Living in the UK: my takehome message

As you may have read from my last post, I was not too happy when I left home. I love Naples so much, it was challenging to find another place I could call home.

And when I moved to York, the cultural shock was immense. So huge, I was miserable for more than two years, maybe three (you should see how many times I changed my hair color, actually you can see it lower down).

This is not the post to get into the why or how.

This wants to be a post on what I see when I look back, and why I am glad I spent four years there. What did I learn? Here a non-exhaustive list of eye-opening lectures.

Respect for others and for oneself

I never knew whether it was just politeness or actual caring. However, the respect Brits show for everyone taught me that also unpleasant situations can be handled with kindness.

Of course, if you are a foreigner, you don’t understand that situation is unpleasant, because nobody tells you. It would have been useful to attend a “Reading between the lines 101” class, before starting.

Mental health issues can hide in plain sight

Four years in the UK taught me that mental health is not a joke. On the contrary, it is serious as hell. You never know what is going on in another person’s mind, and you always need to respect that. And be kind.

Importance of solitude

Well, I had to learn to live with myself – and only myself – for a long time. And well, I did it, and I found it enlightening.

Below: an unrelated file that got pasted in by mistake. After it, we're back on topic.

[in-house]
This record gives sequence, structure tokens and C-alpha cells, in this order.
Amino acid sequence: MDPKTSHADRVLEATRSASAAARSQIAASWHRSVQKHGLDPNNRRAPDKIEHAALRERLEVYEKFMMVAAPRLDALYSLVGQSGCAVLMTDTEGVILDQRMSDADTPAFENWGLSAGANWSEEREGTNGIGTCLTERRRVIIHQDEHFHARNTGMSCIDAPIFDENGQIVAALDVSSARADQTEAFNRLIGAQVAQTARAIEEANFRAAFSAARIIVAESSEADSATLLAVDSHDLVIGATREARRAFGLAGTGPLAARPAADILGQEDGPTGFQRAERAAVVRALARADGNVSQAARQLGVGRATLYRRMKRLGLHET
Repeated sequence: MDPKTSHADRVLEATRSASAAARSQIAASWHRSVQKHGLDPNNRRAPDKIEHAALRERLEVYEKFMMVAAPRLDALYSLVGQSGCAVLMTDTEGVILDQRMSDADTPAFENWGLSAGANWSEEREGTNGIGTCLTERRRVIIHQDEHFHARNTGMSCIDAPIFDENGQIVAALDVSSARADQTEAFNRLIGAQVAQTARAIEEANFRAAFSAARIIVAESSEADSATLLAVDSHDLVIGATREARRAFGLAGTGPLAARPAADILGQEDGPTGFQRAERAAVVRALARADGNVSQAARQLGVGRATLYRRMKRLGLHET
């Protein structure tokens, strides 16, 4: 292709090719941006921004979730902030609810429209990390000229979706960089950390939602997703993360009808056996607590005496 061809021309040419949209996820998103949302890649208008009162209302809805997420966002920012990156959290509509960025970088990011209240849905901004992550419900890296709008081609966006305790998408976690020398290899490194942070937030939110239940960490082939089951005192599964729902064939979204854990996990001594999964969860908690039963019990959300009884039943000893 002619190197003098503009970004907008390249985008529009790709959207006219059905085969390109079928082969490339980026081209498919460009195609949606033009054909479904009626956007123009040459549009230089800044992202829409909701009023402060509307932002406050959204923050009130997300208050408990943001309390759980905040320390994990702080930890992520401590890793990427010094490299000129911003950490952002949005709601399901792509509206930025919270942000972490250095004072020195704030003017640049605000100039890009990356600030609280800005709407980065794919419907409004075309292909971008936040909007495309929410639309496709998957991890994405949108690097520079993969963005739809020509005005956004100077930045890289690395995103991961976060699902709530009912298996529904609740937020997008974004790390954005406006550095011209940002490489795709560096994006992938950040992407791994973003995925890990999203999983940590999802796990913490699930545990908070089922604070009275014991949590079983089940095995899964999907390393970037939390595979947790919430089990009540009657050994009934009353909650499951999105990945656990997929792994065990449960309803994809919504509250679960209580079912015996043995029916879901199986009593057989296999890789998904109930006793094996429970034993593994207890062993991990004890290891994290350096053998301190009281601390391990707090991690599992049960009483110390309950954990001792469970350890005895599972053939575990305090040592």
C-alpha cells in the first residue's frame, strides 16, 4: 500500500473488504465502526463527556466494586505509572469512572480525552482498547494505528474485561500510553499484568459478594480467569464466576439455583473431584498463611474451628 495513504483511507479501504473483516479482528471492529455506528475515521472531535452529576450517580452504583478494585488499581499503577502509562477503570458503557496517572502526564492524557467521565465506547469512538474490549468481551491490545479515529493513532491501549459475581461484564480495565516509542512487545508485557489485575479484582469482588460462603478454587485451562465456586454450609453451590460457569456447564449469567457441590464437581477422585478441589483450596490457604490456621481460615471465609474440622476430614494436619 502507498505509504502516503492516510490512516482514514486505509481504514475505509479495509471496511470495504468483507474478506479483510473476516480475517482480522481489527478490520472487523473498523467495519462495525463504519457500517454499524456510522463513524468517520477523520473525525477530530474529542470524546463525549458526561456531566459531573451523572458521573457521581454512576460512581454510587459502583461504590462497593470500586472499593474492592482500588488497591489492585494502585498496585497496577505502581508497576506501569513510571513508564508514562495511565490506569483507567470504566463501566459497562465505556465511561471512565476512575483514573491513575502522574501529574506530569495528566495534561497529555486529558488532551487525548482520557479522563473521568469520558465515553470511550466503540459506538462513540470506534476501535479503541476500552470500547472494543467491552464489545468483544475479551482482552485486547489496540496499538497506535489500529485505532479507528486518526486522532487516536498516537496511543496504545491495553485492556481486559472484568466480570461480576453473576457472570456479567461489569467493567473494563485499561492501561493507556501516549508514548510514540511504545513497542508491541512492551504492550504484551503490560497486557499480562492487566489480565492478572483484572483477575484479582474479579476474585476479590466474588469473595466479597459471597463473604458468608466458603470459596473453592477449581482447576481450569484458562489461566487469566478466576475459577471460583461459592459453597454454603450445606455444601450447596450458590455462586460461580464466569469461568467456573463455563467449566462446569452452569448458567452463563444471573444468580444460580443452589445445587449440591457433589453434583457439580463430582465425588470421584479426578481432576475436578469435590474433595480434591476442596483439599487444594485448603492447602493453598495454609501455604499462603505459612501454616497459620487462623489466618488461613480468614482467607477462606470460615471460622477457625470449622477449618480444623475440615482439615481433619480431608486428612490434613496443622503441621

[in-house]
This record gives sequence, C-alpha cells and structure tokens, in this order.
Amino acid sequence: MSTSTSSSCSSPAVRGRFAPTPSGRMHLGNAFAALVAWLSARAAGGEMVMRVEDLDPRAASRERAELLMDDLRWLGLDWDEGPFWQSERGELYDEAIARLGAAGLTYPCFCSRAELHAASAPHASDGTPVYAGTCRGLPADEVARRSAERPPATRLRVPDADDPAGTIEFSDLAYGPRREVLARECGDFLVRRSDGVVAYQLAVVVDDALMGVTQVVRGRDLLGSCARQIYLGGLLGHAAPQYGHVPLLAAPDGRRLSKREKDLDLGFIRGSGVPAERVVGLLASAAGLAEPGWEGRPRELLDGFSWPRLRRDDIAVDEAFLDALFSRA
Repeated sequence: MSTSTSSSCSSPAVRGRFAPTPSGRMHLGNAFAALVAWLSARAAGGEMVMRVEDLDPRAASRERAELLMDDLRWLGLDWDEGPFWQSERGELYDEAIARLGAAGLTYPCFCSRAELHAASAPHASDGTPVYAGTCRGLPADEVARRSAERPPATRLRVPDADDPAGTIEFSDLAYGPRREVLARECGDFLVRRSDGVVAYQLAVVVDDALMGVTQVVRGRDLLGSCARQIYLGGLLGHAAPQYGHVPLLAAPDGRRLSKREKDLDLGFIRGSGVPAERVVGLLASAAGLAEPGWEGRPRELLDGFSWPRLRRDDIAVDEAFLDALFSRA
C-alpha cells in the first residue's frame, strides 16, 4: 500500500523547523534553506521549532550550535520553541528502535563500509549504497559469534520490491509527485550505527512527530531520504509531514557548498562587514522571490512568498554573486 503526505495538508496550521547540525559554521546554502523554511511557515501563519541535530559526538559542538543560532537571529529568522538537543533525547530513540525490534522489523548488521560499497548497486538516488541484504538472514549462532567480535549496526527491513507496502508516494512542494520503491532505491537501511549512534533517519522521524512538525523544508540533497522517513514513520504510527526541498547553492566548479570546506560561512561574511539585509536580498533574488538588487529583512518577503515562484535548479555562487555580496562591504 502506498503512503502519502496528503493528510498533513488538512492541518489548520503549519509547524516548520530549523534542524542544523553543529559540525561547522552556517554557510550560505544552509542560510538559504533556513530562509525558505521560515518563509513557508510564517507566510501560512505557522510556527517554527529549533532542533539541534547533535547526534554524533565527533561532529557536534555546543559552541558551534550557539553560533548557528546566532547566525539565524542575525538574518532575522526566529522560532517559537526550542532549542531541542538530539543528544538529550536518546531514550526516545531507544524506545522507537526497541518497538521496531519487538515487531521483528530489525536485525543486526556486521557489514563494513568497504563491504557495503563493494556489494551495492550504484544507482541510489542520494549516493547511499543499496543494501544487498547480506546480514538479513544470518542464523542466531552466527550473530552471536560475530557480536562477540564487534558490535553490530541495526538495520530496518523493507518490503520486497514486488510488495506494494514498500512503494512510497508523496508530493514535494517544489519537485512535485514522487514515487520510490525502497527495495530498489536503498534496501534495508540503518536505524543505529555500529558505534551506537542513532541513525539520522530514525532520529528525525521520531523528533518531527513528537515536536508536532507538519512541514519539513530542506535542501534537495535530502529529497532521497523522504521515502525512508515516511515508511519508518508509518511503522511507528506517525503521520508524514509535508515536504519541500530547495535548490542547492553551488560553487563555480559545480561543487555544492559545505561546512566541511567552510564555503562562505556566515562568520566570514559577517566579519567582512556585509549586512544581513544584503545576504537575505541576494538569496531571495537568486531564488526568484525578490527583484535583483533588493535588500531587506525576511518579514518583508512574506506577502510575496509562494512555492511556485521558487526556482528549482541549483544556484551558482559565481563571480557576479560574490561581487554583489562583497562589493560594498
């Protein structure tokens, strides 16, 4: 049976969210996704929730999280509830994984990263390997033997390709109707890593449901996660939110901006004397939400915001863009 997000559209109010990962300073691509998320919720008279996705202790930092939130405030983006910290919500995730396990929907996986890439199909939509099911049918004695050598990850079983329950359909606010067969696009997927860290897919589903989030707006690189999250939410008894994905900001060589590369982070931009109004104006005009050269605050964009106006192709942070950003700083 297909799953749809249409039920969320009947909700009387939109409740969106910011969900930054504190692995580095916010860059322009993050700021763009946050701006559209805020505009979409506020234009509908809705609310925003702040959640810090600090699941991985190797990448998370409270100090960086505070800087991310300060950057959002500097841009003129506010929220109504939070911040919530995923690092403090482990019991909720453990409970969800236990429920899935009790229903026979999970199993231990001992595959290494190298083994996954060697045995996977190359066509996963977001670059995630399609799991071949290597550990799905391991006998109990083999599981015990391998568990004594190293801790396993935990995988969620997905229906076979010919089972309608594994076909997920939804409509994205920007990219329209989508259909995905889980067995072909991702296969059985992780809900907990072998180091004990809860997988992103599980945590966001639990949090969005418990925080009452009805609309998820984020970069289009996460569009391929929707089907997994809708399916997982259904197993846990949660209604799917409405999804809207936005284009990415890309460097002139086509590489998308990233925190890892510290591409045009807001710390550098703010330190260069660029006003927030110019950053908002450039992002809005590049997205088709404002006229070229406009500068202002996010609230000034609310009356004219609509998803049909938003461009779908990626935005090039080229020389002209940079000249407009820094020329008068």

It was not easy, and I think it was particularly tricky being Neapolitan, but I learned so much about who I am and who I want to be.

Being alone gave me the time and the opportunity to discover new passions (like scicomm), curiosities (I took Arabic classes) and interests.

Caring is not always saying

Sometimes not telling people what to think and giving them the freedom to be themselves and making their own mistakes is the best way to show them that you care. As long as you stick around.

I changed my hair color many times, and nobody tried to talk me out of it or express their concerns. It was my business and they knew it.


This experience changed me, it changed the way I look and interact with others, and how I now tiptoe when meeting new people. I have – of course – a different background, and I love that I can integrate what I’ve learned in the UK with what I am carrying with me from Naples.

This post wants also to be a thank you – from the bottom of my heart – to the people that shared the past four years with me. I may have not appreciated many things at the time because I just couldn’t understand them.

I now know it would have been a different adventure if I had understood from the beginning.

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